School Seminar: Socio-Technical HCI for Ethical Value Exchange: Lessons from India


Abstract
Ethical value exchange is moving to the forefront of the global challenges that HCI will have to address in the coming years. We argue that applying a context-sensitive, socio-technical approach to HCI can help meet this challenge. The background is that the life of marginalized people in contemporary society is challenging and uncertain. The marginalized can face health and cognitive issues as well as a lack of stability in social structures such as family, work and social inclusion. Three questions are of concern when innovating together with people ‘at the margins’: how can we describe users without stereotyping badly, what socio-technical HCI methods fit the local context, and how to make the design sustainable in the face of current planetary challenges (e.g., climate change)? We discuss a socio-technical HCI approach called human work interaction design (HWID) to meet the challenges of designing for ethical value exchange where value extraction is not dominated by one party but equally shared across all stakeholders. We introduce an ongoing case of a digital service to support fishers in Alibaug, India. As a multidisciplinary team of researchers we evaluate the socio-technical infrastructure surrounding a mobile app to support sustainable fishing. This is done through the lens of HWID by highlighting inwardly and outwardly socio-technical relations between human work and interaction design.  We conclude by highlighting the value of a context sensitive, ethical socio-technical framework for HCI.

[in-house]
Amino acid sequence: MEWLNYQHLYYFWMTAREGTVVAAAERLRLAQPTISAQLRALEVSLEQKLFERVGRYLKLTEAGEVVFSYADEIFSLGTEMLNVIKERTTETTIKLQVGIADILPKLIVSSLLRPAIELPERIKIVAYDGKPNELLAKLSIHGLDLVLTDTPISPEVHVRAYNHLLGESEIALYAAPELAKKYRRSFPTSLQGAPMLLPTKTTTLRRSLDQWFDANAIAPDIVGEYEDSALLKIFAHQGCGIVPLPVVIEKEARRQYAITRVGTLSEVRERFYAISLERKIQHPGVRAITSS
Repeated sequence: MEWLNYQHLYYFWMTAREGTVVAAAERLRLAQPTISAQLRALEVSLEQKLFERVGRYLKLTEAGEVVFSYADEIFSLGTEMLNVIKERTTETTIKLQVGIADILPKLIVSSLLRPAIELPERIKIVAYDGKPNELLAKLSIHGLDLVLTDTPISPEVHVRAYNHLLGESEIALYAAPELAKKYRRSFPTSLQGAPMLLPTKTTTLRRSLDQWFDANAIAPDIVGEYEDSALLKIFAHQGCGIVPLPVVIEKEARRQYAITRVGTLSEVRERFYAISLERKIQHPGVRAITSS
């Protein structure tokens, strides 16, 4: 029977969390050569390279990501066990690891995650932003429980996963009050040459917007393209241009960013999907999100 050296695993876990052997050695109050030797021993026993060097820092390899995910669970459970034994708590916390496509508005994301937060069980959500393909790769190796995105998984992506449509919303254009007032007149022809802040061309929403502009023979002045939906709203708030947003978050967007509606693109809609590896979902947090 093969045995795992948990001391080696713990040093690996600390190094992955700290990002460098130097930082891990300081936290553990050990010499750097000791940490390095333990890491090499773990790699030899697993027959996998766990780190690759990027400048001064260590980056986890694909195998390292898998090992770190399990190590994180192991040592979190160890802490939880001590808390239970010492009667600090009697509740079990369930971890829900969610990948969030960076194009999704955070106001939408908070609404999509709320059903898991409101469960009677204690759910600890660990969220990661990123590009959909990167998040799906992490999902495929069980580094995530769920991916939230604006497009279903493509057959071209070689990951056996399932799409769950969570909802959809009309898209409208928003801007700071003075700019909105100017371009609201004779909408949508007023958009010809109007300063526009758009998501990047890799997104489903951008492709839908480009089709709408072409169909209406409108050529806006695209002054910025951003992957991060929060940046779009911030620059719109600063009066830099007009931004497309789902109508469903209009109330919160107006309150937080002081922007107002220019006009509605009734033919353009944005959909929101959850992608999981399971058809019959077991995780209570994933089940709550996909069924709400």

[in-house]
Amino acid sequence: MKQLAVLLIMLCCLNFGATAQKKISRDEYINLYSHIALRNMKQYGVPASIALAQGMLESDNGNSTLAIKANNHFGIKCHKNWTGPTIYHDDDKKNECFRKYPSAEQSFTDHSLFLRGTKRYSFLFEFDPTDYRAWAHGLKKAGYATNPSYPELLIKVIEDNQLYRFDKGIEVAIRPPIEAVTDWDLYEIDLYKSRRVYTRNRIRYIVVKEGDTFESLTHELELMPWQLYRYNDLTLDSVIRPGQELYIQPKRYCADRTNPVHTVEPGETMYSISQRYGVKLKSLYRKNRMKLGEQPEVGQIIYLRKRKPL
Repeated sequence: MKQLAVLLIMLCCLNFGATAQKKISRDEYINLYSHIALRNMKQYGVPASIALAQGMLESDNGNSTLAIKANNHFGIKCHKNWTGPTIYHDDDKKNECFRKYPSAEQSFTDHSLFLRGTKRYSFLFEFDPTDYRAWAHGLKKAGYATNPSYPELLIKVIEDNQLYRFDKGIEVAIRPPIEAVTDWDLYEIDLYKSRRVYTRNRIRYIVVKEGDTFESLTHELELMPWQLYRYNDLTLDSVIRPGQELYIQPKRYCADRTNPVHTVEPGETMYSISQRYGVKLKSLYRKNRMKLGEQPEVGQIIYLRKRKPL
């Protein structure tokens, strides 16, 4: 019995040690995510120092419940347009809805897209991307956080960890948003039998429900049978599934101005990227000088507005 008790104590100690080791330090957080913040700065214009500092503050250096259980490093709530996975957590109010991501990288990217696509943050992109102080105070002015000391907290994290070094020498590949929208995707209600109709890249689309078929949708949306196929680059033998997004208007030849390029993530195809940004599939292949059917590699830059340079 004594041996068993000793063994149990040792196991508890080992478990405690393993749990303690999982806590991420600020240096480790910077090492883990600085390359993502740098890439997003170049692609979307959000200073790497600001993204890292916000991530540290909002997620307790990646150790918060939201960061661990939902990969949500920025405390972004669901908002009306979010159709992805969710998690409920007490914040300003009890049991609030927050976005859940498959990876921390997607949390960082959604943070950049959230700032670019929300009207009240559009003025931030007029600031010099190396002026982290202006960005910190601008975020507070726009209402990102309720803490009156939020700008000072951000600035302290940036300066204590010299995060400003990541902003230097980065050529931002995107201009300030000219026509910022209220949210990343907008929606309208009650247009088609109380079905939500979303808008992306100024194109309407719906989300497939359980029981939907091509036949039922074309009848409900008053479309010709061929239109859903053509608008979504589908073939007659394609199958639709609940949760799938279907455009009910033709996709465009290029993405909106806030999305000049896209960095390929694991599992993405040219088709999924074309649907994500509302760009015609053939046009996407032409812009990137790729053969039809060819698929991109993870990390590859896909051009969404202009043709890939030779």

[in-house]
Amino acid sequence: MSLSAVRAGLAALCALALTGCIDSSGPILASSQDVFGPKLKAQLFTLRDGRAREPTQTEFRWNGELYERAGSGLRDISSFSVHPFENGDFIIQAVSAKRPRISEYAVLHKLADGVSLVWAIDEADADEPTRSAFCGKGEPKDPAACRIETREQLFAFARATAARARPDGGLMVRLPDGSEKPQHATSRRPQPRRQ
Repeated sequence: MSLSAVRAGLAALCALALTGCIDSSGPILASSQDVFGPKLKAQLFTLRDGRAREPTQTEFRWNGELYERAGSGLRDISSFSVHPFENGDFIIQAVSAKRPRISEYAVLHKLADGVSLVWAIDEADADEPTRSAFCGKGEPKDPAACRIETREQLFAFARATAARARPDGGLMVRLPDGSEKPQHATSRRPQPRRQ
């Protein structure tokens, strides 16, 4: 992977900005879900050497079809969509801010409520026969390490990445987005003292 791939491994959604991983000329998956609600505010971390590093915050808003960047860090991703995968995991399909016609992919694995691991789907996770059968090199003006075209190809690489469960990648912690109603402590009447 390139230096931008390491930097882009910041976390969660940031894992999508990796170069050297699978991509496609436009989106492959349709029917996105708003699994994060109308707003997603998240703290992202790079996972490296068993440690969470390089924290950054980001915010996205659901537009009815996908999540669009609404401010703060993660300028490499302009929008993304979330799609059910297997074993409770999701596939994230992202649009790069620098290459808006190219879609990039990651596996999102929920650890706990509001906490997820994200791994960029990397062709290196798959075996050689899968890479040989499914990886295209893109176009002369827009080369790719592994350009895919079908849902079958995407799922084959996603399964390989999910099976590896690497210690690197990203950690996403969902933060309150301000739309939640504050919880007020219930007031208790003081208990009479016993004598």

Bio
Dr. José Abdelnour Nocera is Associate Professor in Sociotechnical Design and Head of the Sociotechnical Centre for Innovation and User Experience at the University of West London. He is the current Chair forUNESCO IFIP TC 13.8 working group in Interaction Design for International Development as well as Chair for the British Computer Society Sociotechnical SpecialistGroup. His interests lie in the sociotechnical and cultural aspects of systems design, development and use. In pursuing these interests, he has been involved as researcher and consultant in several projects in the UK and overseas in the domains of mHealth, e-learning, social development, ecommerce, e-governance and enterprise resource planning systems. He gained an MSc in Social Psychology from Simon Bolivar University, Venezuela, and a PhD inComputing from The Open University, UK. He is currently conducting research on a British Academy funded project on Socio-cultural and human interaction approaches in the design of interventions to support students at risk in South African Universities.

 



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